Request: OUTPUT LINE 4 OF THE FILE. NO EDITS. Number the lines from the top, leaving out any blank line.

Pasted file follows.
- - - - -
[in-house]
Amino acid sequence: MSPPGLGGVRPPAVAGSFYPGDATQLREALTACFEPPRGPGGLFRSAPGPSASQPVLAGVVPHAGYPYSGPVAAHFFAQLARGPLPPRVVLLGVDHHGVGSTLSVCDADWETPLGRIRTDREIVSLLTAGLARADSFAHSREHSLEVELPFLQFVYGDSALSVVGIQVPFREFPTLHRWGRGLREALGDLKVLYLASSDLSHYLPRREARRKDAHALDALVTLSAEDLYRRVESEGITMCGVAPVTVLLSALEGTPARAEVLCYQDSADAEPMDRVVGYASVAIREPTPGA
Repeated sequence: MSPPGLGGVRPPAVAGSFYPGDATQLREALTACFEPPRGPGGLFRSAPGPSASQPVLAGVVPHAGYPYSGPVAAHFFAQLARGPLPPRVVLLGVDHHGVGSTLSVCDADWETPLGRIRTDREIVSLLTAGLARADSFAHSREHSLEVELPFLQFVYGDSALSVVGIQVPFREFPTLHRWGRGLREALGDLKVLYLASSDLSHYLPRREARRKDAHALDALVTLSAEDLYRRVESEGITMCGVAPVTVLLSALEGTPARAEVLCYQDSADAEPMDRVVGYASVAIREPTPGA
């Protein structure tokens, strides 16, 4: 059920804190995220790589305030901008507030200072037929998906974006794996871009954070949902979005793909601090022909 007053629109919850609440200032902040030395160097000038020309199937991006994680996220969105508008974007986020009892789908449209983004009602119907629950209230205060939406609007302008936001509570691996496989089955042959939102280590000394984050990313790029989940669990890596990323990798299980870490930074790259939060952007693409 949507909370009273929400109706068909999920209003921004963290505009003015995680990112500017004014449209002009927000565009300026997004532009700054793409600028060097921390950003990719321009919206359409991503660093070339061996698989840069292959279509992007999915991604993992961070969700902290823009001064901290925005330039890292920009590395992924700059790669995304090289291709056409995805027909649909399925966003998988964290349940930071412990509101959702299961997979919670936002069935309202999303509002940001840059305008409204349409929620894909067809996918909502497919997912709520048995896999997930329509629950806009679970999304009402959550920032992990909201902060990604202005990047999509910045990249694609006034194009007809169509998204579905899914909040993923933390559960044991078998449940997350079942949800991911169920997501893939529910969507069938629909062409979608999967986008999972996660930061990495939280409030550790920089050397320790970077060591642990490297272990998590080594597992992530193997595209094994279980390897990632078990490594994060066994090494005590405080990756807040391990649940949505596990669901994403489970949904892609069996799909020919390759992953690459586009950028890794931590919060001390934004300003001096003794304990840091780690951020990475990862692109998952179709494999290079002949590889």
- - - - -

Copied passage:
């Protein structure tokens, strides 16, 4: 059920804190995220790589305030901008507030200072037929998906974006794996871009954070949902979005793909601090022909 007053629109919850609440200032902040030395160097000038020309199937991006994680996220969105508008974007986020009892789908449209983004009602119907629950209230205060939406609007302008936001509570691996496989089955042959939102280590000394984050990313790029989940669990890596990323990798299980870490930074790259939060952007693409 949507909370009273929400109706068909999920209003921004963290505009003015995680990112500017004014449209002009927000565009300026997004532009700054793409600028060097921390950003990719321009919206359409991503660093070339061996698989840069292959279509992007999915991604993992961070969700902290823009001064901290925005330039890292920009590395992924700059790669995304090289291709056409995805027909649909399925966003998988964290349940930071412990509101959702299961997979919670936002069935309202999303509002940001840059305008409204349409929620894909067809996918909502497919997912709520048995896999997930329509629950806009679970999304009402959550920032992990909201902060990604202005990047999509910045990249694609006034194009007809169509998204579905899914909040993923933390559960044991078998449940997350079942949800991911169920997501893939529910969507069938629909062409979608999967986008999972996660930061990495939280409030550790920089050397320790970077060591642990490297272990998590080594597992992530193997595209094994279980390897990632078990490594994060066994090494005590405080990756807040391990649940949505596990669901994403489970949904892609069996799909020919390759992953690459586009950028890794931590919060001390934004300003001096003794304990840091780690951020990475990862692109998952179709494999290079002949590889």